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Winless Wizards need someone to step up


Winless Wizards need someone to step up

When Wizards general manager Ernie Grunfeld selected Bradley Beal with the third pick of the 2012 NBA draft it was with the idea that the 19-year-old rookie would complement third-year guard John Wall, not replace him.

Grunfeld had similar aspirations for A.J. Price when he signed him as a free agent.

And when Grunfeld traded for Emeka Okafor and Trevor Ariza over the summer he did so with the intent of adding some muscle and scoring touch to a frontcourt anchored by Nene.

That all changed when Nene, who averaged 13.7 points last season, showed up for training camp with plantar fasciitis and Wall, who averaged 16.3 points, was found to have a stress injury to his right knee.

“We have a deep roster right now,” Grunfeld said at the time Wall’s injury was announced. “We have a lot of players in a lot of different positions.

“It’s not going to be about one player taking over what John has done. It’s about a whole team effort. I think we’re deep, we have players to pick up the slack and it’s not going to be up to just one player. It’s going to be a team effort until we get John back.”

With Nene and Wall watching from the bench, Beal, Price Okafor and Ariza have been everyday starters asked to shoulder a load that has ultimately proven too heavy to bear.

Through seven games the Wizards are the only team in the NBA without a victory, a streak they will try to end on Friday when the Utah Jazz visit Verizon Center.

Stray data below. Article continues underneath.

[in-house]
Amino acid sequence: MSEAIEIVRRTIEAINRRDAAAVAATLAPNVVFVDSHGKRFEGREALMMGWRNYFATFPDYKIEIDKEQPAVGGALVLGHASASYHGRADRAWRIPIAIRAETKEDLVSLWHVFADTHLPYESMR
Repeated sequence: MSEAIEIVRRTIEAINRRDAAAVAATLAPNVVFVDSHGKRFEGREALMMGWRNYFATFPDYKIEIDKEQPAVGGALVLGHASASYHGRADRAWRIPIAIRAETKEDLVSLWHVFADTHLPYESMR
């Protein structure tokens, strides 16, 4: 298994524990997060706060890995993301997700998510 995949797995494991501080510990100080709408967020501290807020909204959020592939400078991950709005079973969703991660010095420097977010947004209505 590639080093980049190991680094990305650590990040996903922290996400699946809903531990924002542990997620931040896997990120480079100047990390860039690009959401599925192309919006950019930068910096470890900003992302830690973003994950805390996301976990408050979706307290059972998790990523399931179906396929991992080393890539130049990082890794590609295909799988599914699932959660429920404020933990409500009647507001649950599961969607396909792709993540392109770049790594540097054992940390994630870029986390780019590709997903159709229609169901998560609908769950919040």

The following numbers tell a quick story of the Wizards problems this season:

  •  They rank 27th in the NBA in points per game [88.1]
  • They rank 30th in points in the paint [29.4] compared to sixth last season [43]
  • They rank 29th with a point differential of 7.86
  • They rank 28th in field goal percentage [40.7] and 23rd from 3-point range [30.9]
  • They rank 20th in rebounding and have been outrebounded by an average of 44-41

But if you look closely at their individual stats, it’s hard to place a lot of blame on anyone in particular.

Beal, Price, Okafor and Ariza had not worn a Wizards jersey before this season and all four have started every game so far.

Beal, who averaged 14.8 points and 2.2 assists at the University of Florida, is leading the Wizards with 11.6 points per game, a number most fans would have been satisfied with if Wall was putting up between 20 and 25 a night.

Price is fourth on the team in scoring, averaging 10.1 points per game, which is 6.2 points more than he averaged last season with Indiana.

Meanwhile, Okafor and Ariza have seen a dip in production. Okafor is averaging 8.4 points and six rebounds a game, slightly below the 9.9 points and 7.9 rebounds he averaged last season in New Orleans. And Ariza is averaging 7.6 points and 4.1 rebounds this season, well off the 10.8 and 5.2 rebounds he averaged last season

Wizards coach Randy Wittman could probably live with those numbers if Wall and Nene were in the lineup. Without them he is trying to keep the Wizards’ slow start in perspective in a season that began with playoff aspirations.

“We gotta keep fighting,” Wittman said after Wednesday night’s loss in Dallas. “We fought tonight. There have been very few nights where we haven’t. There are things we have to do better and be more consistent at. …  It’s a learning process.”





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Celtics and Sixers may go relatively unchanged this offseason, as stars have gone elsewhere